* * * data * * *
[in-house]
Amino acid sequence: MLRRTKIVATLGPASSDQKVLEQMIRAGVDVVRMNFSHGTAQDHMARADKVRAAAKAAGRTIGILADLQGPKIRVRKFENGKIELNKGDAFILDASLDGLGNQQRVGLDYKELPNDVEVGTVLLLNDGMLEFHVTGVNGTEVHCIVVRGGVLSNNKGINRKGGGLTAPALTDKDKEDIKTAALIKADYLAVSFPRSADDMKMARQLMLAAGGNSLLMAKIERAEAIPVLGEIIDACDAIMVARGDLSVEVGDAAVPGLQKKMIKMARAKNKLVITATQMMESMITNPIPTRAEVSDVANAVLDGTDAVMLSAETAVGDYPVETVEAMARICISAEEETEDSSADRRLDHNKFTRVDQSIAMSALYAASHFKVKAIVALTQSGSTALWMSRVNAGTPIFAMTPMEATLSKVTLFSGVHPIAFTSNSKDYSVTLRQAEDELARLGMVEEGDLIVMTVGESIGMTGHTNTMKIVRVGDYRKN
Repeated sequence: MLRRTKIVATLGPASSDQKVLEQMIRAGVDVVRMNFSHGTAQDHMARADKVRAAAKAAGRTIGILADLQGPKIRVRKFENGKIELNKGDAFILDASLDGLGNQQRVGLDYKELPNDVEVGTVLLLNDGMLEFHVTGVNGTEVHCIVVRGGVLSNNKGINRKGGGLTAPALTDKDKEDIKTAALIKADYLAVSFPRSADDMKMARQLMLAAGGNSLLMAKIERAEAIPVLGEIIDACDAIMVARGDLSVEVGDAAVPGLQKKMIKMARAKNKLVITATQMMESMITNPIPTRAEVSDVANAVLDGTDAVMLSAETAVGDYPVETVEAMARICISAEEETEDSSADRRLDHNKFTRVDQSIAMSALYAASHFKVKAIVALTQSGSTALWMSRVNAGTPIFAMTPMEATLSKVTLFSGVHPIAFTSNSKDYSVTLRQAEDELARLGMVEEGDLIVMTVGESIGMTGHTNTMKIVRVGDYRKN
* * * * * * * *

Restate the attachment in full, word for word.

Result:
[in-house]
Amino acid sequence: MLRRTKIVATLGPASSDQKVLEQMIRAGVDVVRMNFSHGTAQDHMARADKVRAAAKAAGRTIGILADLQGPKIRVRKFENGKIELNKGDAFILDASLDGLGNQQRVGLDYKELPNDVEVGTVLLLNDGMLEFHVTGVNGTEVHCIVVRGGVLSNNKGINRKGGGLTAPALTDKDKEDIKTAALIKADYLAVSFPRSADDMKMARQLMLAAGGNSLLMAKIERAEAIPVLGEIIDACDAIMVARGDLSVEVGDAAVPGLQKKMIKMARAKNKLVITATQMMESMITNPIPTRAEVSDVANAVLDGTDAVMLSAETAVGDYPVETVEAMARICISAEEETEDSSADRRLDHNKFTRVDQSIAMSALYAASHFKVKAIVALTQSGSTALWMSRVNAGTPIFAMTPMEATLSKVTLFSGVHPIAFTSNSKDYSVTLRQAEDELARLGMVEEGDLIVMTVGESIGMTGHTNTMKIVRVGDYRKN
Repeated sequence: MLRRTKIVATLGPASSDQKVLEQMIRAGVDVVRMNFSHGTAQDHMARADKVRAAAKAAGRTIGILADLQGPKIRVRKFENGKIELNKGDAFILDASLDGLGNQQRVGLDYKELPNDVEVGTVLLLNDGMLEFHVTGVNGTEVHCIVVRGGVLSNNKGINRKGGGLTAPALTDKDKEDIKTAALIKADYLAVSFPRSADDMKMARQLMLAAGGNSLLMAKIERAEAIPVLGEIIDACDAIMVARGDLSVEVGDAAVPGLQKKMIKMARAKNKLVITATQMMESMITNPIPTRAEVSDVANAVLDGTDAVMLSAETAVGDYPVETVEAMARICISAEEETEDSSADRRLDHNKFTRVDQSIAMSALYAASHFKVKAIVALTQSGSTALWMSRVNAGTPIFAMTPMEATLSKVTLFSGVHPIAFTSNSKDYSVTLRQAEDELARLGMVEEGDLIVMTVGESIGMTGHTNTMKIVRVGDYRKN